As the summer really starts to simmer, gardening outside begins to feel more like work than a pleasant chore, so why not take a break from the heat? Fix an iced tea, settle into the most comfortable chair in your home, and fall into one of the following recently published garden books.
Gardening in the South by Mark Weathington (Timber Press, 320 pages, $24.95 paperback). Weathington is director of the JC Raulston Arboretum in Raleigh, so it is safe to say he knows more than a little about plants. This book is further proof of the fact. With nearly every page sporting a full-color image, Weathington’s guide takes readers on an enjoyable stroll down the paths of ornamental plant possibilities for Southern gardens. Naturally there is an extensive — and impressive — section on individual plant selections, along with growing tips, but bonus chapters covering such subjects as Southeast geography, growing seasons, design ideas, plants for problem spots, garden soil basics and pests are included to make this book a complete reference for new as well as experienced gardeners.
Homegrown Pantry by Barbara Pleasant (Storey Publishing, 320 pages, $22.95 paperback). Gardeners who like growing their own edibles often run into a problem: bumper crops. As an alternative to overusing and overeating any surplus in a short amount of time, Virginia writer Pleasant’s latest book shows gardeners the many ways to store extra produce. Dehydrating, pickling, canning, fermenting and even root cellaring are all covered as ways to extend the enjoyment of garden-to-table edibles, and these are accentuated with interesting “Harvest Day Recipes” that are dotted throughout the book. But wait, there’s more. Pleasant additionally shares her expert growing advice for 55 different vegetables, herbs and fruits, which also includes variety recommendations as well as pointers for dealing with pests and diseases.
Good Berry Bad Berry by Helen Yoest (St. Lynn’s Press, 100 pages, $18.95 paperback). The North American woods brim with wild berries that tempt hikers not only to take nibbles but to possibly grow in their backyard gardens. As Yoest (a Raleigh resident) shows, some native berries will play nice in the cultivated landscape and the tummy, but some will definitely not. Presented in a flip chart format, this book covers 40 different plants, providing identification features, habitats, hardiness zones, and why each are “berry” good or not.
The Chinese Kitchen Garden by Wendy Kiang-Spray (Timber Press, 240 pages, $19.95 paperback). Here is just the book for backyard growers who want to tinker with vegetables beyond the typical rows of tomatoes, peppers, squash and green beans. Rockville, Md., gardener Kiang-Spray nicely melds the gardening wisdom of her Chinese family with the viable realities of growing Far East veggies in American gardens. The result is a brave, tasty new world for adventurous gardeners. Lotus root, bitter melon, choy sum, Malabar spinach, kabocha — these and many more delectable edibles are highlighted, along with generous helpings of intriguing, tempting recipes. And although the vegetables are unusual, they are not unattainable. Kiang-Spray also includes a helpful seed source list.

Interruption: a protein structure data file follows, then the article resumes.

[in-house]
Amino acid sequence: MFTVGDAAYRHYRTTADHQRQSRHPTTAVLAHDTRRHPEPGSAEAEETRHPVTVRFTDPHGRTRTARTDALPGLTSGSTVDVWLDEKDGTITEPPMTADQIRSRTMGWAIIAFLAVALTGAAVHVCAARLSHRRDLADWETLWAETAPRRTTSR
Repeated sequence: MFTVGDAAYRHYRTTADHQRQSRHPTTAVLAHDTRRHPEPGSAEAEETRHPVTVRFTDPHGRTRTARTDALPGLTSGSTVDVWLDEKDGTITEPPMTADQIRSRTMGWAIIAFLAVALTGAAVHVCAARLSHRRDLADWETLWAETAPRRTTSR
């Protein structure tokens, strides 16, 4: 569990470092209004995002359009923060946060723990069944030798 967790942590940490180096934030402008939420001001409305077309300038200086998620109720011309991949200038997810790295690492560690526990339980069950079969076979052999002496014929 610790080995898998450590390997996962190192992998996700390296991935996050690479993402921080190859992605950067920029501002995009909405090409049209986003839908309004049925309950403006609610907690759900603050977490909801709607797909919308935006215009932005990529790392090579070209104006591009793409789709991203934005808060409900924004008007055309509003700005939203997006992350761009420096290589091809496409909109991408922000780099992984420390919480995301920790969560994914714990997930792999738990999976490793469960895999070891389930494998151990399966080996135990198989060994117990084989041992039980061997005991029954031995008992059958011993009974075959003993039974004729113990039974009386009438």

When the flowers of daylilies fade away, pick off the spent blossoms. For reblooming daylilies, this will encourage even more flowers, but for all daylilies, it will prevent seed production, which will sap energy that would otherwise be stored and used for next year’s flower show.
Thinking about letting the seeds mature to try growing more of your daylilies? Think again.
More likely than not, they will yield uncertain, substandard offspring. Dividing daylily clumps is a faster way to propagate these beauties, and the progeny will be true copies of their parents. Early fall is a good time to dig and divide your pretties.
To Do in the Garden
- Are pesky neighborhood squirrels, dogs and cats enjoying your garden too much? Their romps through your plants can be made less fun with liberal sprinklings of sneeze-inducing, finely ground black pepper. Additional applications will be necessary after each rain.
- Cut your lawn’s grass when it is dry, not wet. This will not only help prevent soil compaction and turf injury, but it will also lessen the spread of grass diseases.
- Grass suddenly die? Even with the summer sizzling, it might not be from lack of water. Dig into the dead area to check for signs of underground grub infestation in the lawn’s root zone.
- Pick vegetables such as beans, okra, squash, peppers, cucumbers and indeterminate tomatoes every week to encourage the plants to produce even more.
- To encourage continued growth and production from both ornamental and vegetable annuals, renew mulch around the plants to keep the roots insulated from the harsh heat. This will also help retain and stabilize ground moisture.
- If hot weather is melting holes in the flower border, replant with such heat-loving annuals as celosias, marigolds, portulaca, petunias, salvias and zinnias.
- Free plants! Now is a good time to propagate such ornamentals as acuba, azalea, buddleia, camellia, clematis, nandina, gardenia, holly, kerria and weigela by taking semi-hard cuttings.
- Continue to change water in the birdbath weekly, and set out fresh seed for your feathered friends.